The papyri collection is finally in its new home in the renovated Rubenstein Library stacks. We successfully completed its move yesterday to the new vaults. Part 1 of this project started in 2010 as a proposal for a new housing strategy for the papyri. In 2012 the project began in earnest as we prepared the collections for the move out of the old stacks to make way for renovation. We finished the project in 2013 and moved the papyri to the temporary Rubenstein stacks on the third floor of Perkins Library.
Yesterday we moved the collection into its new home in the renovated Rubenstein stacks. They are now in a cool, dry and stable environment, with fire sprinklers even! I nearly shed a tear of joy when we placed the last box on their new shelves.
Long time readers will remember that almost three years ago we embarked on a project to rehouse our papyri collection. It began with an idea and a prototype in 2010. When the renovation project was announced, we had to begin in earnest. That was in February 2012. This week we labeled the boxes and I’m calling the project done!* You can see more images from this project on Flickr.
This project was particularly interesting for the lab, it was the first real collaborative, large-scale boxing project that we attempted. Everyone in the lab helped with different stages of boxing.
Grace imaged the papyri for the labels
Tedd made the labels
Jennifer managed the supplies
Jennifer cut down pieces of board and Volara foam before boxing day (or we had our students to do it)
Everyone in the lab assembled the packets on boxing day
Jennifer and Beth met with Rubenstein Technical Services and Research Services staff to discuss how we would label the boxes
Jennifer made labels for the new boxes, and she and I put on the new labels this week.
It really was a team effort, and I am so proud of the Conservation staff for getting it done on time and on budget. They look great, and by all accounts Rubenstein staff have used them with great success.
A while ago we were trying to come up with a new housing strategy for our papyri collection. We finally moved the project from the conceptual stage to the production stage last week!
The collection is currently housed in oversized boxes with only a slip of blotter or paper between the glass packets. The papyri “swim” around in the boxes and rub against each other and knock against the sides of the boxes. The arrangement makes finding a particular papyrus difficult, and can lead to damage as you have to shift the contents to find the one you want.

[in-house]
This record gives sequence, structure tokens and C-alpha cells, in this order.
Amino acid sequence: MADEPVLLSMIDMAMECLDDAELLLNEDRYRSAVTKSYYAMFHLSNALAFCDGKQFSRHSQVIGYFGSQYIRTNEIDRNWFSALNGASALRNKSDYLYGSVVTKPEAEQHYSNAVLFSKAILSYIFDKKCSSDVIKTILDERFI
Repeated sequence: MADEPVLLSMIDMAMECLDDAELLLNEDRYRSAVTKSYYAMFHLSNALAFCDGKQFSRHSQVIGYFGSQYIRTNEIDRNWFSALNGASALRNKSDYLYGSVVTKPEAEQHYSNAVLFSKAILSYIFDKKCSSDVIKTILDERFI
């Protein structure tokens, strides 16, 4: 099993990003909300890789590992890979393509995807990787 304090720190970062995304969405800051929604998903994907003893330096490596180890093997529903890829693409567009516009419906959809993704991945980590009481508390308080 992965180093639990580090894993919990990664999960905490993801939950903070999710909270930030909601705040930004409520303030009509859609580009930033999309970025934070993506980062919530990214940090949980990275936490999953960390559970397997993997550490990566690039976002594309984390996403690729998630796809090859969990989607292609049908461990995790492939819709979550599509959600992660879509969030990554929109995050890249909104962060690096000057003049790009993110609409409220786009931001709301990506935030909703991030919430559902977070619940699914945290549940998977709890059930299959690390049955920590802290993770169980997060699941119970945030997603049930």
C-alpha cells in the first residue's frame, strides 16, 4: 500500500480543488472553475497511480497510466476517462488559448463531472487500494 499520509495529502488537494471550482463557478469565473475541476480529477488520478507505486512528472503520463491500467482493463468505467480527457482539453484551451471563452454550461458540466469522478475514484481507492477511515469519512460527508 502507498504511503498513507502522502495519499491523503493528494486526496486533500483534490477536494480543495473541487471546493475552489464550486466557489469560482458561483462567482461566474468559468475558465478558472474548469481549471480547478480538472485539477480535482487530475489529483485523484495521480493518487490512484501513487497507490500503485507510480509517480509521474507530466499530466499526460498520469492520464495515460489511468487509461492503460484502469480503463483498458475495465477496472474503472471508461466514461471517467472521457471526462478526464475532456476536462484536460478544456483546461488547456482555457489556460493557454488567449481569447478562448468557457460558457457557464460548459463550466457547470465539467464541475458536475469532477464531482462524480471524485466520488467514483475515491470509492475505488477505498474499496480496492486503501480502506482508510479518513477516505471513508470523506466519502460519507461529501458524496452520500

We needed a solution that would protect each individual papyrus, would be easy to find in the box, would be easy to transport through the stacks to the reading room, and that conveyed a message that these materials needed to be handled with care.
Our strategy is to make an individual folder for each item using two sheets of mat board that are hinged together with Tyvek tape. Inside the folder is a custom-fit Volara foam insert that fits snugly around the glass packet.
Each folder is labeled with a picture-label so that a quick visual match can be done at the desk to ensure the correct papyri is in the folder. In this image you can clearly see the shape of the papyrus in the photo above.
Each folder is cut to the size of the new boxes so that they don’t “swim” around in the box. Seven papyri fit inside a box, which makes these considerably less heavy than the old boxes. If an item was removed to an oversize box, we put a piece of blue-corrugated in its place with a note that it was moved.
The new boxes are temporarily labeled with a green sticky-note to identify the contents. We anticipate that some items will need to be moved to oversize boxes, and some shifting will have to occur as we go through the collection. We decided to make the labels at the end of the project when the physical arrangement was finalized. I expect that part to be pretty time consuming, but we will cross that bridge later.
We got through about 175 items on our first Boxing Day. The spreadsheet lists about 1800 papyri, but some have writing on both recto and verso and therefor were entered twice in our database. The other benefit to this project is we will have a complete inventory once we are done.